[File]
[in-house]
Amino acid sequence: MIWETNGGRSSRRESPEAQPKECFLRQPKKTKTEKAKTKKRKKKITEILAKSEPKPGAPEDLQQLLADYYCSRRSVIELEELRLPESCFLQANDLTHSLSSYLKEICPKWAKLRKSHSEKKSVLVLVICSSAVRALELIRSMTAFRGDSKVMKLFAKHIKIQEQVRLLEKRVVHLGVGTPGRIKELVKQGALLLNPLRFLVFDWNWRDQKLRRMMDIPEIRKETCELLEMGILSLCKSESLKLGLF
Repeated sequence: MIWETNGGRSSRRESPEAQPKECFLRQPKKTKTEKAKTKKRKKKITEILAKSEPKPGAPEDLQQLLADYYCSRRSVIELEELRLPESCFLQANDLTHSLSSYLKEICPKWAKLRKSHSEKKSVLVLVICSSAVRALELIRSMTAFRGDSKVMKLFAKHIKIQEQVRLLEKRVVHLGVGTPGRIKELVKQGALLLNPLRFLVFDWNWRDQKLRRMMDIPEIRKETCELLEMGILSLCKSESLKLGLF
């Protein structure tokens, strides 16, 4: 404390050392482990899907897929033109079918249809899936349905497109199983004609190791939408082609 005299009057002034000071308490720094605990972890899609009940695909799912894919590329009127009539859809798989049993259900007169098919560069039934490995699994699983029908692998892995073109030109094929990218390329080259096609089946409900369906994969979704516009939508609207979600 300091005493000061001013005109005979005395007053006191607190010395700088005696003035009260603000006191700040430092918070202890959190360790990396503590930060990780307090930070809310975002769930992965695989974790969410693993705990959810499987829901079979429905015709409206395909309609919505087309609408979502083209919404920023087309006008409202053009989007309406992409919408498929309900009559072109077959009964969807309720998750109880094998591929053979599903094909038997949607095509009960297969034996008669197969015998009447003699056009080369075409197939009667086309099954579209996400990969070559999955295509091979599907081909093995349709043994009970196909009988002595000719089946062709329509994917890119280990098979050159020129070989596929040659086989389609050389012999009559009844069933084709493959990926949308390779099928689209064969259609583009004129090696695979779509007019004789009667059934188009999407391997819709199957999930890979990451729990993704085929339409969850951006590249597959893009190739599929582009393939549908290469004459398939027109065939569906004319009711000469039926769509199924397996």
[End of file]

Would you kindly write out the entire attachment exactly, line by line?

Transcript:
[in-house]
Amino acid sequence: MIWETNGGRSSRRESPEAQPKECFLRQPKKTKTEKAKTKKRKKKITEILAKSEPKPGAPEDLQQLLADYYCSRRSVIELEELRLPESCFLQANDLTHSLSSYLKEICPKWAKLRKSHSEKKSVLVLVICSSAVRALELIRSMTAFRGDSKVMKLFAKHIKIQEQVRLLEKRVVHLGVGTPGRIKELVKQGALLLNPLRFLVFDWNWRDQKLRRMMDIPEIRKETCELLEMGILSLCKSESLKLGLF
Repeated sequence: MIWETNGGRSSRRESPEAQPKECFLRQPKKTKTEKAKTKKRKKKITEILAKSEPKPGAPEDLQQLLADYYCSRRSVIELEELRLPESCFLQANDLTHSLSSYLKEICPKWAKLRKSHSEKKSVLVLVICSSAVRALELIRSMTAFRGDSKVMKLFAKHIKIQEQVRLLEKRVVHLGVGTPGRIKELVKQGALLLNPLRFLVFDWNWRDQKLRRMMDIPEIRKETCELLEMGILSLCKSESLKLGLF
């Protein structure tokens, strides 16, 4: 404390050392482990899907897929033109079918249809899936349905497109199983004609190791939408082609 005299009057002034000071308490720094605990972890899609009940695909799912894919590329009127009539859809798989049993259900007169098919560069039934490995699994699983029908692998892995073109030109094929990218390329080259096609089946409900369906994969979704516009939508609207979600 300091005493000061001013005109005979005395007053006191607190010395700088005696003035009260603000006191700040430092918070202890959190360790990396503590930060990780307090930070809310975002769930992965695989974790969410693993705990959810499987829901079979429905015709409206395909309609919505087309609408979502083209919404920023087309006008409202053009989007309406992409919408498929309900009559072109077959009964969807309720998750109880094998591929053979599903094909038997949607095509009960297969034996008669197969015998009447003699056009080369075409197939009667086309099954579209996400990969070559999955295509091979599907081909093995349709043994009970196909009988002595000719089946062709329509994917890119280990098979050159020129070989596929040659086989389609050389012999009559009844069933084709493959990926949308390779099928689209064969259609583009004129090696695979779509007019004789009667059934188009999407391997819709199957999930890979990451729990993704085929339409969850951006590249597959893009190739599929582009393939549908290469004459398939027109065939569906004319009711000469039926769509199924397996």